- Fidelity Investments, FMR LLCShell Oil Co. were sued by Shell Oil Co. 401(k) plan participants for its role as a record keeper to cross-sell products to participants that weren't part of the Shell DC plan.
- A U.S. District Court judge in Chicago rejected a request by Walgreen Co. to dismiss an ERISA lawsuit against the company and its fiduciaries alleging that plan executives offered underperforming target-date investment options.
- A U.S. District Court judge dismissed the third amended complaint of a participant lawsuit against Adventist Health System alleging that the plan failed to meet the "church plan" exemption ERISA status.
- Ardent Health Services Management Co.’s defined contribution plan participants filed an ERISA lawsuit against the management for its failure to provide cheaper and better performing investment options.
- The U.S. Supreme Court declined to act on an ERISA stock-drop lawsuit of Retirement Plans Committee of IBM et al. vs. Larry Jander et al. and sent the lawsuit back to a New York federal appeals court with instructions to review issues that lower courts had not addressed.
- The Supreme Court ruled against Intel Corp. claiming that receiving retirement plan disclosures and having "actual knowledge" of the information are not the same thing. An Intel retirement plan participant filed a lawsuit alleging that plan managers violated ERISA obligations regarding alternative investments choices and investment disclosures.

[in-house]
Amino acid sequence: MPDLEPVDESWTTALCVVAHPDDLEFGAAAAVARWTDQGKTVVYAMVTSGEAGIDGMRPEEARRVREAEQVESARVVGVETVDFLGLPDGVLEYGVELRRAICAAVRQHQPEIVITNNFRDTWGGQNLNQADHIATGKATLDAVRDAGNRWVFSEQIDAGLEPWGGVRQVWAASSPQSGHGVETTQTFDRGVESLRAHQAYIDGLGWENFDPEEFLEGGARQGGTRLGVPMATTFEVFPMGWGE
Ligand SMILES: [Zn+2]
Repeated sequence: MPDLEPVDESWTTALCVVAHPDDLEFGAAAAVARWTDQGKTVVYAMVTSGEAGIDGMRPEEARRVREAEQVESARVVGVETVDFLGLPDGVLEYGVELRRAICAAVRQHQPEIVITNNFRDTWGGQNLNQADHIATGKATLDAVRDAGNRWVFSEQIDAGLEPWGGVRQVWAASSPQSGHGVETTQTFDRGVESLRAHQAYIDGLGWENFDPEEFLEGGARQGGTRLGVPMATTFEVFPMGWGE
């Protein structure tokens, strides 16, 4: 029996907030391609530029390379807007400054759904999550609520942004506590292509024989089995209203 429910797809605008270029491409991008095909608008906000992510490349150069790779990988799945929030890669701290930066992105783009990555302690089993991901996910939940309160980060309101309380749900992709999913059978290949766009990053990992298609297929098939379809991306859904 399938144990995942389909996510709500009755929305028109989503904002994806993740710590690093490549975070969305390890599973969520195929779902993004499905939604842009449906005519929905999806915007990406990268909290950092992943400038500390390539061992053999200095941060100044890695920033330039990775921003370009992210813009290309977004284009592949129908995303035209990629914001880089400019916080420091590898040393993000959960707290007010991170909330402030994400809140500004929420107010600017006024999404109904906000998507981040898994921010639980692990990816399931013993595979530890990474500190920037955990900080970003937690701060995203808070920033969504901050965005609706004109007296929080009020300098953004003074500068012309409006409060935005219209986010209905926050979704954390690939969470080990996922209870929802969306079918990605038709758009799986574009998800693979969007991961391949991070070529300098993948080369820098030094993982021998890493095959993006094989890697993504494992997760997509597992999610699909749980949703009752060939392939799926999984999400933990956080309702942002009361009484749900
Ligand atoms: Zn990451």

- A federal appeals court ruled in favor of Northwestern University to dismiss an ERISA lawsuit submitted by two 403(b) plan participants, alleging plan fiduciaries offered too many investment options and charged higher fees.
- Salesforce.com 401(k) plan participants sued the company plan fiduciaries, saying they violated ERISA in managing the plan by adding lowest-cost shares too late and failing to consider collective trusts, commingled accounts or separate accounts as alternatives to the mutual funds.
- CenturyLink Inc.’s 401(k) plan participants sued the plan fiduciaries in an ERISA lawsuit for violating their duties by offering an underperforming large-cap domestic stock fund and failing to prudently monitor the fund to make improvements.